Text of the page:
If you’re a property manager, tenants likely move out on a fairly regular basis, no matter how wonderfully managed the building is. You likely have procedures in place for evictions, but it is also important to have procedures in place for your average, run-of-the-mill move-out. This helps ensure a smooth transition and protects both you and your former tenants. Here are a few suggestions:


Make sure your lease tells tenants how much notice they must give you before moving out. And if tenants don’t adhere to the terms laid out in the lease, make sure it also says what will happen. When notice is given, it’s a good idea to get a forwarding address so you can return a security deposit.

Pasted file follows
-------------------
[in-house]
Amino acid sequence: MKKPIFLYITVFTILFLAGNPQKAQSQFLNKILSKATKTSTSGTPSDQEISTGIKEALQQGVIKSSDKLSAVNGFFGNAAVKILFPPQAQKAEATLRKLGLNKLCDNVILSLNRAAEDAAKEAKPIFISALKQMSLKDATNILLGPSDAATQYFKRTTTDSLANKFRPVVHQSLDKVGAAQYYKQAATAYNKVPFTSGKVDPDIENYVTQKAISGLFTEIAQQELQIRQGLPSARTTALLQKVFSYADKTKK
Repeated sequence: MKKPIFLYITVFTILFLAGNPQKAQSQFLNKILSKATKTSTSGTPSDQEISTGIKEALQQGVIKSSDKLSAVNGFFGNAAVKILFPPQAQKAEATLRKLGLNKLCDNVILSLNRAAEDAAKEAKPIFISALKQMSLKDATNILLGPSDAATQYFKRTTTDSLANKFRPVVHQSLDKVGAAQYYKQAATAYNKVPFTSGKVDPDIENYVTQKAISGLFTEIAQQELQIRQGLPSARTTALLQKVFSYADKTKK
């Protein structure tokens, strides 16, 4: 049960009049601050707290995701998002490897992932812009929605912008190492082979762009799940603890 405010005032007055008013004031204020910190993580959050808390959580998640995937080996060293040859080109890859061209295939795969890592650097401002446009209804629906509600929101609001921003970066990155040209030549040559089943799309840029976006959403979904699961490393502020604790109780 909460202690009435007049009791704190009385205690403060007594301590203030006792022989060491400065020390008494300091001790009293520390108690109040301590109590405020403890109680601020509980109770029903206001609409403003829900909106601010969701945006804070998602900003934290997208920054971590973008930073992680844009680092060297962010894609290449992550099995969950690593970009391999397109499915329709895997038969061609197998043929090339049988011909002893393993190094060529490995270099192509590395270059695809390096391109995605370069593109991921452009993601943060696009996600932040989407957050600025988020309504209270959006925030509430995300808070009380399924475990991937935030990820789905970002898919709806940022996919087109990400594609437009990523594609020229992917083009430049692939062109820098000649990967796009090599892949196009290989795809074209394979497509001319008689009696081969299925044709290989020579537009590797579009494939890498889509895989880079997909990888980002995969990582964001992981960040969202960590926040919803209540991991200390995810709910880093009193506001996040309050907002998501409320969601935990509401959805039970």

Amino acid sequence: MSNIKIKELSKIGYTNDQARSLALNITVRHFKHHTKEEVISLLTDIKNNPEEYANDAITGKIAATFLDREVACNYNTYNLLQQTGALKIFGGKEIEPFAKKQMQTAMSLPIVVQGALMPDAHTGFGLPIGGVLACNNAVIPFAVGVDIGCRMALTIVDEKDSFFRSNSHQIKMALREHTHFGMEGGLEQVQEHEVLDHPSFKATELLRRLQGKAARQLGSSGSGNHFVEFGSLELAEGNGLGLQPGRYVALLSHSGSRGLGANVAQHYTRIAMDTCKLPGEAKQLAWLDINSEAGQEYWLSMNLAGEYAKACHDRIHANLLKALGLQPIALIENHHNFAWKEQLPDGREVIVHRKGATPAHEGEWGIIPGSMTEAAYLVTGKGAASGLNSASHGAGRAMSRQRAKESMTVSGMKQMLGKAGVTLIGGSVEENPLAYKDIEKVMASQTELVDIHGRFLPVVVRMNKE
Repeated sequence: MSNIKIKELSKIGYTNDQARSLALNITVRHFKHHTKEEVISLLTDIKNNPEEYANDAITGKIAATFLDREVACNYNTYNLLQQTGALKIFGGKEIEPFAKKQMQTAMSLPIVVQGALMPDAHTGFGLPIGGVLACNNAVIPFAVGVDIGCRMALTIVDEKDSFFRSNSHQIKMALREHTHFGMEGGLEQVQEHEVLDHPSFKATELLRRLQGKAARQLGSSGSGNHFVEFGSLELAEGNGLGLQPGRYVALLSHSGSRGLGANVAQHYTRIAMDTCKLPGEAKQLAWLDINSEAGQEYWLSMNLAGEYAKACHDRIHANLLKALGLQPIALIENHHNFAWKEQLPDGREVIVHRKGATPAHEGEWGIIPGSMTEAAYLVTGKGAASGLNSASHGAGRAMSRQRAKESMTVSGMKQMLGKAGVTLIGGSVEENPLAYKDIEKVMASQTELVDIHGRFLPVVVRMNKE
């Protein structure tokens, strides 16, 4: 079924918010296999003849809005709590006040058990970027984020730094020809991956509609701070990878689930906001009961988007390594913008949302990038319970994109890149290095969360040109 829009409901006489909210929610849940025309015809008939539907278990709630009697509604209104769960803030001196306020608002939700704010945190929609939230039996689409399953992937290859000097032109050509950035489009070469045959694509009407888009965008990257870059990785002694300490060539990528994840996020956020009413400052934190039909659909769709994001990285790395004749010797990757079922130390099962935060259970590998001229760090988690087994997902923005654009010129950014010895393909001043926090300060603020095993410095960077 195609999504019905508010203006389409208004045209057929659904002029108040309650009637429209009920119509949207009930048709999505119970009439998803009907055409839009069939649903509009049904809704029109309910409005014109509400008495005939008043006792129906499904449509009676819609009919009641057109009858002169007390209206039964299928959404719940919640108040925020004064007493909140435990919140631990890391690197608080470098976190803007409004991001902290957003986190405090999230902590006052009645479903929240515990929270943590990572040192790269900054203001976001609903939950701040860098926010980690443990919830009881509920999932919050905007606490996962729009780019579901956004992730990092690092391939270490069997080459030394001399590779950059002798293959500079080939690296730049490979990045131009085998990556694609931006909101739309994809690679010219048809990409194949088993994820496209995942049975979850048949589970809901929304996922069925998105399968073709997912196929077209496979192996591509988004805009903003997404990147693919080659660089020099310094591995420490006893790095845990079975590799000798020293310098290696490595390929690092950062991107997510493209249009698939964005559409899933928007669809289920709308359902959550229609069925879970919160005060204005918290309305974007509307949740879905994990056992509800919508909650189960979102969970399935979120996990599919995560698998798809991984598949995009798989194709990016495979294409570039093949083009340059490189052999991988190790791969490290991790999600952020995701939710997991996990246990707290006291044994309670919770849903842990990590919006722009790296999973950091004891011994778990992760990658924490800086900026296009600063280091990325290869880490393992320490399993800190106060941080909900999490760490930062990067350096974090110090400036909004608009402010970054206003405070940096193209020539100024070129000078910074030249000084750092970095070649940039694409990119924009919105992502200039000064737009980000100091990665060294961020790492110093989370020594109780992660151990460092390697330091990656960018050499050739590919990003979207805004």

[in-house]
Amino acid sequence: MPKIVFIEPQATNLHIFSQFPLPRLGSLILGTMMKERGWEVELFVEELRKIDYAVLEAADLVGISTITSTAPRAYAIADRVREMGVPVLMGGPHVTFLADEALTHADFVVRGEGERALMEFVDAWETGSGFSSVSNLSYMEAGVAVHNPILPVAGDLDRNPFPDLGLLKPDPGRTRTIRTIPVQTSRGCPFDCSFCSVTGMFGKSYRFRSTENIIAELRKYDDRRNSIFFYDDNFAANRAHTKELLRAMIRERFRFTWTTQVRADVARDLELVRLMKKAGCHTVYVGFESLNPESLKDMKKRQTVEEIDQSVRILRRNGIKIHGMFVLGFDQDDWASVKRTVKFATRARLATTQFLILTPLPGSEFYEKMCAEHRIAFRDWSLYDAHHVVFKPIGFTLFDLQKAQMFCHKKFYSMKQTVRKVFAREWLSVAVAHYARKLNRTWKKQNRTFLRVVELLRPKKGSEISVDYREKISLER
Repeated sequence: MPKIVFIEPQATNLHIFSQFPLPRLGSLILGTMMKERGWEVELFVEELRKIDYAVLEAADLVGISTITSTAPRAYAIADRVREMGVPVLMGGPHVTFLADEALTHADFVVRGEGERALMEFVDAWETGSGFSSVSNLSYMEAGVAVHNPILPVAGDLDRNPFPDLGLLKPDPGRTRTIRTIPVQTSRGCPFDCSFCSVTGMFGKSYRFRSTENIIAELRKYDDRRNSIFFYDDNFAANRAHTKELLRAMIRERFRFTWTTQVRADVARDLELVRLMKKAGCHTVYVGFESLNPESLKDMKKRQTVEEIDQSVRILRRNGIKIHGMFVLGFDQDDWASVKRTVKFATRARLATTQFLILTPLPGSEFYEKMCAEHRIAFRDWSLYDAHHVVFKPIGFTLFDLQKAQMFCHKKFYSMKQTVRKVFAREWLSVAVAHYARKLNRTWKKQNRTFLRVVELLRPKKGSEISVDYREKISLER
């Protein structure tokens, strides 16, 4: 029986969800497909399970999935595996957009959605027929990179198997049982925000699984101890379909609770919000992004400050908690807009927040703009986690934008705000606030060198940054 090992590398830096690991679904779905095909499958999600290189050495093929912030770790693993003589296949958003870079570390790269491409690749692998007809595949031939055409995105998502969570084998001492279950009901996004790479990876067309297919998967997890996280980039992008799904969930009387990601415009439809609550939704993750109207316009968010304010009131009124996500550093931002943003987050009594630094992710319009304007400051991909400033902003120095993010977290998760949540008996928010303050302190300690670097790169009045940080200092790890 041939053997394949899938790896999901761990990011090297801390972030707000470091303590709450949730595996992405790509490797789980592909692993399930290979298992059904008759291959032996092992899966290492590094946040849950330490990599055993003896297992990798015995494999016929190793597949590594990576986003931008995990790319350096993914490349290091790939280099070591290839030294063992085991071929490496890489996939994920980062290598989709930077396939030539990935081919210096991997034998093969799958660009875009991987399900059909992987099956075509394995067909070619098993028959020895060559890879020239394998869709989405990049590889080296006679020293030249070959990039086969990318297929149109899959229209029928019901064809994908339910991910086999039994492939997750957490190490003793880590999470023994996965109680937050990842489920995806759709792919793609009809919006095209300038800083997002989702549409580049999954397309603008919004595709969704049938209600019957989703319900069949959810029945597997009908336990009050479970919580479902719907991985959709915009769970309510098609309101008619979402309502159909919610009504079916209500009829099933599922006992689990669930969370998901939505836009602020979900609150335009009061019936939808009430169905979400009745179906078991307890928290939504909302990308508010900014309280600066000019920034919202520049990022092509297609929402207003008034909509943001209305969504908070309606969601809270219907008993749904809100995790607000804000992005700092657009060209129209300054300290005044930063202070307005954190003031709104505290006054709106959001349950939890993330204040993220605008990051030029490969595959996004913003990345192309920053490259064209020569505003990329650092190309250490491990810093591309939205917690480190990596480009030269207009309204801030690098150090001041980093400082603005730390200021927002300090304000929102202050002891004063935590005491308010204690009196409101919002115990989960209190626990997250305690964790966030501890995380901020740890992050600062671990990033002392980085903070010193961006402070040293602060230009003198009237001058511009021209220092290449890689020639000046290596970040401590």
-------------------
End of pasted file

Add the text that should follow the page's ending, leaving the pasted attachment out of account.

Tenant Instruction Sheets

Have a set of instruction sheets printed that you can give tenants as soon as they give notice. It is helpful to provide them with move-out procedures, your cleanliness expectations, damage assessment procedures, and the cost of removing any items left behind.


Before the tenant vacates the property, conduct a walk-through with him or her. Look for damage beyond the normal wear and tear you can expect from a tenant. Discuss all damages at this point.


Your lease should clearly lay out what happens in cases in which there are damage and deposit disputes. If a dispute arises, you can simply refer to the lease rather than getting into an argument with your tenant.

Much of what makes a smooth move-out process depends on the lease signed when the tenant moves in. Make sure that everything is properly spelled out at the beginning of your relationship with your tenant so that it can end cleanly.

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